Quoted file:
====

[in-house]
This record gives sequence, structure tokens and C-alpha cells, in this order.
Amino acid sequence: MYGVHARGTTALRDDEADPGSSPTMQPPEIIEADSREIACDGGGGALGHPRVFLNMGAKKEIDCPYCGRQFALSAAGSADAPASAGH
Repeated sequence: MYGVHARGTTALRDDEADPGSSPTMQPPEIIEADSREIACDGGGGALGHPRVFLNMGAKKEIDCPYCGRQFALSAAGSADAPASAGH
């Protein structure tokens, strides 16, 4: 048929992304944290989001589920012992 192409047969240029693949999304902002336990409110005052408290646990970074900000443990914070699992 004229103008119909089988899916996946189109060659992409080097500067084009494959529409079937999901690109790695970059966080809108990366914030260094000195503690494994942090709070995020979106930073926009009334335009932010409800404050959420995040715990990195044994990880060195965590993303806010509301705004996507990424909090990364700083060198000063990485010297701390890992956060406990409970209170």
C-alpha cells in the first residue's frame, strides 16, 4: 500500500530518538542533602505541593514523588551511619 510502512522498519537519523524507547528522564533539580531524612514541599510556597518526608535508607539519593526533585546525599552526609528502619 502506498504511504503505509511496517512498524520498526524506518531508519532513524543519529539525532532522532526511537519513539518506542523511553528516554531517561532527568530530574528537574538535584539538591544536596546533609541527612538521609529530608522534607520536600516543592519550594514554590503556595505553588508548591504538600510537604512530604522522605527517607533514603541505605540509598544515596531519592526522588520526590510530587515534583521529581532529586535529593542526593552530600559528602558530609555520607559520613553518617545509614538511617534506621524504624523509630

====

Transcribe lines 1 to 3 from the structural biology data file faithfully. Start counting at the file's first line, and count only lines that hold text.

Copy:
[in-house]
This record gives sequence, structure tokens and C-alpha cells, in this order.
Amino acid sequence: MYGVHARGTTALRDDEADPGSSPTMQPPEIIEADSREIACDGGGGALGHPRVFLNMGAKKEIDCPYCGRQFALSAAGSADAPASAGH